Usually, interest rates for unsecured personal loans are higher than secured loans, as the lender carries the risk you’re unable to pay back the loan. Therefore, you may be considering whether it’s worthwhile offering an asset (in this case, your car) to secure your new personal loan, to take advantage of the potentially lower interest rates and fees.
Let’s explore the two main options you could consider when it comes to getting a secured loan using your car as collateral:
- A secured car loan to buy the car
- A secured personal loan for another purchase
Option 1: a secured car loan to buy the car
If you’re taking out a loan to buy a brand-new or relatively new second-hand car, you may have the option to secure the loan using the car you’re purchasing. Using the car to secure the loan provides the lender with a safety net they can use to get their money back in the event you can’t repay the loan in time. In other words, if you were unable to pay back a secured car loan, your lender would be able to sell the car to recover its money.
A secured car loan could potentially come with a lower interest rate and fees than an unsecured personal loan used to buy a car, depending on the lender and other factors. For example, on Canstar’s database at the time of publication, the average interest rate for a loan of $30,000 over five years was:
- Unsecured personal loan: 10.85%
- New car secured car loan: 6.75%.
- Used car secured car loan: 7.29%.
Keep in mind that depending on the lender, you may be required to pay a deposit to secure the loan. It’s also important to consider the fees you will also be paying through the life of the loan (including fees you may incur should you pay the loan off early).
Compare Secure Car Loans with Canstar
The table below displays a snapshot of 5-Star and 4-Star secured car loans on Canstar’s database with links to providers’ websites, sorted by Star Rating, then provider name (alphabetically). The loans displayed are based on a loan of $20,000 to be repaid over three years in NSW. Check upfront with your provider to confirm the details of a particular loan product, and whether it meets your needs, before deciding to commit to it. *Read the Comparison Rate Warning.
Option 2: a secured personal loan for another purchase
Personal loans can be used for many reasons, such as to buy a car, pay for a holiday, renovate your home, or even to consolidate your debts. Using an asset like your car as security could help you access a cheaper loan, compared to an unsecured loan. The key to this option working is that your car’s value will most likely need to be greater than the amount you want to borrow on your loan.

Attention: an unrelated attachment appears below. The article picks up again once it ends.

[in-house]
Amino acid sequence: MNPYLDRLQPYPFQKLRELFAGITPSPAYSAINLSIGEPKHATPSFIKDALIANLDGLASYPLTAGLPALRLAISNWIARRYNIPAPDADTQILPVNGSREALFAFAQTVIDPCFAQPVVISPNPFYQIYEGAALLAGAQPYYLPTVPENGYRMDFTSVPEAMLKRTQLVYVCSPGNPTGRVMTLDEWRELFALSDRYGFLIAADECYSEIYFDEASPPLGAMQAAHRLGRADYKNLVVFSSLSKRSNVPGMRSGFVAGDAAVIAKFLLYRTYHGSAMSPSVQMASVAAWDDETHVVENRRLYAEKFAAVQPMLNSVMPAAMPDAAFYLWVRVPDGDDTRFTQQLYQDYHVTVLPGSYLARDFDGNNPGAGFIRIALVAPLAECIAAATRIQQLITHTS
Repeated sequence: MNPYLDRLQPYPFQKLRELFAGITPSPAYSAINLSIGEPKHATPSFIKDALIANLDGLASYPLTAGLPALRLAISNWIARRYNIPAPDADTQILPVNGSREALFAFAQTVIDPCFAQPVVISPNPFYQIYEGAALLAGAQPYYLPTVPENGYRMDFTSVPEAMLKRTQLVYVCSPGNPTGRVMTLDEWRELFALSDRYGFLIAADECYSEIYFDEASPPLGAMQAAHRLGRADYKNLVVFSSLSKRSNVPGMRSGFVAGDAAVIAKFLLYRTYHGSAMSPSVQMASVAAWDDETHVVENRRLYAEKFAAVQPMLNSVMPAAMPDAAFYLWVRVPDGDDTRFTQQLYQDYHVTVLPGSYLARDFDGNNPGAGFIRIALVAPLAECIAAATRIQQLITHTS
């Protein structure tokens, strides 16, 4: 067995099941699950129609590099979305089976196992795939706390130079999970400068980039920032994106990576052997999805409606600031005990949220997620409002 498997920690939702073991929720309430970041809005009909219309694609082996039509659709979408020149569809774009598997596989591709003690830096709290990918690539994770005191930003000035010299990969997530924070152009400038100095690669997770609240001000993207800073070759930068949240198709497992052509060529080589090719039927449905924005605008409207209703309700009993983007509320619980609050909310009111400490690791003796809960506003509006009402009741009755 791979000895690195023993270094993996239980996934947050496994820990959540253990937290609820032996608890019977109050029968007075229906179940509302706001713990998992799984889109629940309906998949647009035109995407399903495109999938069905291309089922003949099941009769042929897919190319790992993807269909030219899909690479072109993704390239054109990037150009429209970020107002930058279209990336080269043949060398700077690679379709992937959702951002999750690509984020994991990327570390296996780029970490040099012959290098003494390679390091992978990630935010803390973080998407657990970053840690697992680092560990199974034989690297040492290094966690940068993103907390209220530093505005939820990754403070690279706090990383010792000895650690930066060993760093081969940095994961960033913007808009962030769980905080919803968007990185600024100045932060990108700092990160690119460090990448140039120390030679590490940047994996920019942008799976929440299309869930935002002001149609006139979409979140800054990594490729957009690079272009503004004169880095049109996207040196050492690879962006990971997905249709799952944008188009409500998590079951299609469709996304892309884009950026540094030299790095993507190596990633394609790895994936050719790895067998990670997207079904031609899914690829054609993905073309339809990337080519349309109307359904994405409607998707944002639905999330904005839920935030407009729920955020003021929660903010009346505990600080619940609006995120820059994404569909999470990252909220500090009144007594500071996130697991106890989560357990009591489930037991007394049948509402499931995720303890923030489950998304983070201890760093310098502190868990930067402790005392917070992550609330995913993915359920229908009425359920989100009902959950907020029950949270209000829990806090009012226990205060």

It’s important to note that not all lenders will let you take out a personal loan for another purpose and secure it against your car. Canstar’s database suggests borrowers may be able to find a broader range of options for a secured car loan than for a personal loan secured against an existing asset. Consider shopping around across different lenders regardless of which type of loan you decide on.
If you’re considering getting a secured loan against your car, there are a number of other factors to bear in mind.
- The loan purpose: this type of loan may not be available for as wide a range of purposes as an unsecured loan.
- Vehicle eligibility: vehicles that are above a certain age or valued below a certain amount may not be eligible to be used as security, for example.
- The loan amount: because the loan is secured by a car, the loan amount will generally be tied to the vehicle’s value. The car may need to be owned outright (no existing finance owing) and comprehensively insured.
- The risk involved: with this type of loan, as with a secured car loan, if you cannot meet your repayments you may risk losing the vehicle you have used as collateral.
You should always check the lender’s terms and conditions for any product you’re looking at to check these details and whether the product is generally suitable for you.
What other assets can be used to secure a new personal loan?
Some lenders might allow you to take out a secured loan against another high-value asset you own, like a motorbike, caravan, investment accounts or even your home. Each form of security can carry its own set of advantages and risks, so it’s important to consider your own circumstances before agreeing to provide any particular form of collateral.
What else should you consider?
It’s important to remember that when an asset is secured against a loan, the lender has the right to repossess that asset to recover their costs in the event you fail to meet your repayments. So, make sure you’re comfortably able to afford taking out finance before choosing this option.
Additionally, if you take out a new car loan using that car as security and decide to sell the car while finance is owing, you may need to obtain your lender’s permission (or at least to confirm your options with them) before you’re able to go ahead with the sale.
If your reason for considering using your car as collateral to secure a personal loan is to improve your application, you could also consider asking someone you trust to act as a guarantor for the loan, although bear in mind this option can also carry some risk for that person.
→ Buying a new car? Compare car insurance with Canstar
Original reporting: James Hurwood